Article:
The first delegates arrived to pick up their satchels in the Museum foyer to hang their posters, and to greet old friends. The meeting started on Monday 5th August and was opened by Dr Brian Lassig , who welcomed delegates to the Museum and wished us all an exciting and informative week. He also encouraged polychaete systematists to spend time in our collections.
Brian thanked our sponsors (ABRS, AM Foundation, CSIRO, FRDC, Ian Potter Foundation, Lizard Island Reef Research Foundation, Museum and Art Gallery of Northern Territory, and Museum Victoria) who had enabled this conference to happen. The talks of the 11th IPC were held in the Australian Museum theatrette and each conference day started with a lecture by one of our four plenary speakers who addressed major issues in polychaete biology. The first plenary speaker of the conference was Prof. Damhnait McHugh (USA) who gave a lecture entitled “Our current understanding of annelid evolutionary relationships”. Talks on polychaete phylogeny followed.
At the end of the first day, on the 4th floor of R&C building, we had an icebreaker opened by our director Frank Howarth and Catherine Livingstone, President of the Australian Museum Trust. Some trustees of the Australian Museum were also present as well as David Shannon, the Chair of the Lizard Island Reef Research Foundation.
On Tuesday August 6 the conference started with Prof Pei-Yuan Qian (Hong Kong) presenting his plenary lecture “Molecular mechanisms of larval attachment and metamorphosis of Hydroides elegans molecular mechanisms of larval attachment and metamorphosis”. Conference delegates presented results of their studies on polychaete reproduction and development. In the evening after the talks we had an informal poster session with wine and canapés.
On Wednesday August 7 we had a free day. Delegates travelled from the museum by coach to Royal National Park where they walked through the park or along the coastal track before l converging at Gari Surf Club for an Australian barbeque and liquid refreshments. Robyn Stutchbury and Noel Tait, good friends of Pats, undertook to do all the catering which was great. We were so lucky with the weather - a beautiful day - as the following day it was cold and wet.
The talks resumed on Thursday August 8 starting with Dr Jim Gehling giving a keynote address “When the worm turned: the quest for Ediacaran bilaterians”). Jim summarised recent research findings into the question of which ancestors of modern protostomes might be represented among the Ediacara fossil fauna of the Flinders Ranges, South Australia. The day continued with talks on polychaete palaeontology, ecology and research techniques. In the evening Members of the Australian Museum were hosting a worm night where people asked questions of researchers, like why does one spend a lifetime working on worms. The emphasis was on informality and conveying to the Members the tremendous diversity and usefulness of worms! The AM members related stories back as to how interesting they found this session.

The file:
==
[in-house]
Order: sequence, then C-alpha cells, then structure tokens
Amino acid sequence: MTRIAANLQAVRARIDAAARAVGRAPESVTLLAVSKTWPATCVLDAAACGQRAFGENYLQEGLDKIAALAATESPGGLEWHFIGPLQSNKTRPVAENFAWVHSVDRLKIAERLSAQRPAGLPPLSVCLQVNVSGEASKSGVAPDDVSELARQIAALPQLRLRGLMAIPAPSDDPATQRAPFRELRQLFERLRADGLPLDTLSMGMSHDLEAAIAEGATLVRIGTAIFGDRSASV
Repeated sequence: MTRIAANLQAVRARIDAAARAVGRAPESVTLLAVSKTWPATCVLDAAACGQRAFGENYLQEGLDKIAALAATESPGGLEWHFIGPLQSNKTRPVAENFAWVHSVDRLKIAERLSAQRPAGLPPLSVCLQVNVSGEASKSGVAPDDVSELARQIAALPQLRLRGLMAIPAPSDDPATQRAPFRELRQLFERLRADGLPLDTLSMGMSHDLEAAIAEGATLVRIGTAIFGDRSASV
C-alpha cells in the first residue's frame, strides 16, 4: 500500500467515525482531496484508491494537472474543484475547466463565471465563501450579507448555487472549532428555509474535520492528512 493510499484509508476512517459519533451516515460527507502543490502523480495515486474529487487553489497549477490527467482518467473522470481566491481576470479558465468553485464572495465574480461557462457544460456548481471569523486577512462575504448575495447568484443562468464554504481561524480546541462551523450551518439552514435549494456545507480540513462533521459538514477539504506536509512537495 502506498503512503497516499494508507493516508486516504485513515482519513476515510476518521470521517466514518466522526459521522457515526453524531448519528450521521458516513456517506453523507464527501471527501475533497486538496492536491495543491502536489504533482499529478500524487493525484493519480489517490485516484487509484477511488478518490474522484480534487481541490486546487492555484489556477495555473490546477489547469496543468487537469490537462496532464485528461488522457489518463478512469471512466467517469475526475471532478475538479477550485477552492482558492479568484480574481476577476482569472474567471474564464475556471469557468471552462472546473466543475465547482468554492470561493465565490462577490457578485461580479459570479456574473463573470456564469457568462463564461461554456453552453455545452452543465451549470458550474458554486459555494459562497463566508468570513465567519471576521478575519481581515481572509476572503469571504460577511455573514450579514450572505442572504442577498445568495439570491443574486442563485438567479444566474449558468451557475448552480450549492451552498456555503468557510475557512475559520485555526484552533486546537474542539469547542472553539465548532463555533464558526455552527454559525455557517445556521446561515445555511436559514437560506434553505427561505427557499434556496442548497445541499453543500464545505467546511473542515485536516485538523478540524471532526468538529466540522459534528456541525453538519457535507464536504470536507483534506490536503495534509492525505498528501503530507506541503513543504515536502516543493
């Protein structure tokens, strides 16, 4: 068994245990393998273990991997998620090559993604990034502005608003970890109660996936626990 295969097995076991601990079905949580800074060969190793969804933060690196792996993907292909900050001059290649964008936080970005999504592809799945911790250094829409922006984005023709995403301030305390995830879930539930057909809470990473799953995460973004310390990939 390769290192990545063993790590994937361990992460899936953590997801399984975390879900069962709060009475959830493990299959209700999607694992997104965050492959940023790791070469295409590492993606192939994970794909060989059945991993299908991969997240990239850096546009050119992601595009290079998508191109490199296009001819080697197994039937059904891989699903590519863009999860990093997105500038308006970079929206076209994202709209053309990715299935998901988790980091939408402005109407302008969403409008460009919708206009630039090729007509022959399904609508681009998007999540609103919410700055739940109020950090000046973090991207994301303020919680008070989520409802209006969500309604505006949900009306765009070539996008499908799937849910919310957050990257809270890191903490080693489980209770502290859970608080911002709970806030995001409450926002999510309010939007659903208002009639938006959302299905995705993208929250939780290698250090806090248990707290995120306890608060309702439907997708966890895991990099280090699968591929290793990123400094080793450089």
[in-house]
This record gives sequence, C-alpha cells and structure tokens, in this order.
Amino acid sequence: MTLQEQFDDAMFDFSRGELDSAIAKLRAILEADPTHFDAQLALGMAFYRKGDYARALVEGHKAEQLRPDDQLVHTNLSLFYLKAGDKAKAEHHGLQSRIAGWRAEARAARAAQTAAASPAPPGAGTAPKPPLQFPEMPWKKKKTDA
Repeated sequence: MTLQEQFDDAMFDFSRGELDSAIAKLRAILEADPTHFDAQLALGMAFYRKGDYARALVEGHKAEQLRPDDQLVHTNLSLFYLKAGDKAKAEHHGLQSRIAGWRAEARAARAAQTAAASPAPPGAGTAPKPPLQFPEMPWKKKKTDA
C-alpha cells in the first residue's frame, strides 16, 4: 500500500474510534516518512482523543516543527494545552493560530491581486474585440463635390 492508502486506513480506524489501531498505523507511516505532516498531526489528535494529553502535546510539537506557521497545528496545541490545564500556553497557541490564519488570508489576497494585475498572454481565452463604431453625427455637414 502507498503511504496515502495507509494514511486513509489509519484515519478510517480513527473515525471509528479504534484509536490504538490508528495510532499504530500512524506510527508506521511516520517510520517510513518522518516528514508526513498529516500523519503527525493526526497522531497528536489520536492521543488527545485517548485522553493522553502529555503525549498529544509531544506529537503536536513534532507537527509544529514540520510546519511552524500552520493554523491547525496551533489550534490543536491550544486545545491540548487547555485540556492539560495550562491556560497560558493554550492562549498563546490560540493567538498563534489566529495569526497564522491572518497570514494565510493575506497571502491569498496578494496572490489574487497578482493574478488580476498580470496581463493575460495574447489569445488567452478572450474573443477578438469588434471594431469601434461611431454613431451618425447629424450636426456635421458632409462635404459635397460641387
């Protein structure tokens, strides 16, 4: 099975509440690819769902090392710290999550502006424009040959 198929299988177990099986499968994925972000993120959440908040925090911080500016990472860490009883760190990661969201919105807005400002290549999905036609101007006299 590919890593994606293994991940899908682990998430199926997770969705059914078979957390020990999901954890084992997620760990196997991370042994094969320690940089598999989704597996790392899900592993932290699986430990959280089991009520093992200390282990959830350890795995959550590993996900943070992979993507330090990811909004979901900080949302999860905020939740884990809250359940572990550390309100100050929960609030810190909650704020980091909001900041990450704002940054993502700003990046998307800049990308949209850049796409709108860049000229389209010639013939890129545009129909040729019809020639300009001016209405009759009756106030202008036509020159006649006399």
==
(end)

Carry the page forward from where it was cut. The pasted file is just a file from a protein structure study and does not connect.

August 9, the final day of the conference started with Prof Günther Purschke (Germany) presenting his plenary talk “Systematics, Evolution and Phylogeny of Annelida – a morphological perspective a morphological perspective on annelid systematic and evolution)”. Contributing talks on polychaete morphology followed. At the end of the meeting Dr Andrew Mackie presented his bid to host the next Polychaete Conference in Cardiff, Wales, and was unanimously supported by the delegates.
At night we caught the ferry from Circular Quay to Chowder Bay where the Conference dinner was held at the venue “Sergeant’s Mess”, which looks straight down the harbour towards the Heads. A slide show of photos from previous conferences was running throughout the evening. Five student poster prizes sponsored by Matt Edmunds of Australian Ecology were presented during the dinner. By the end the evening nearly everyone hit the dance floor. When the party was over, we walked back down to the wharf and returned to Circular Quay where people were saying (often teary) good byes to old and newly acquired friends.
During and after the conference, 17 conference delegates from Australia, Brazil, China, India, Malaysia, Russia, South Africa and USA examined specimens in the AM polychaete collection and 5 more people from UK, USA, NZ, Russia, and Germany toured the collection.
In fact, we had a wonderful week with many old friendships being resumed and many new collaborations being made. For some of the younger delegates, including those from developing countries, it was their first such international meeting and it made a lasting impression on them. Hopefully, many of them will be able to continue working on polychaetes and we will see them again in Cardiff in 3 years time.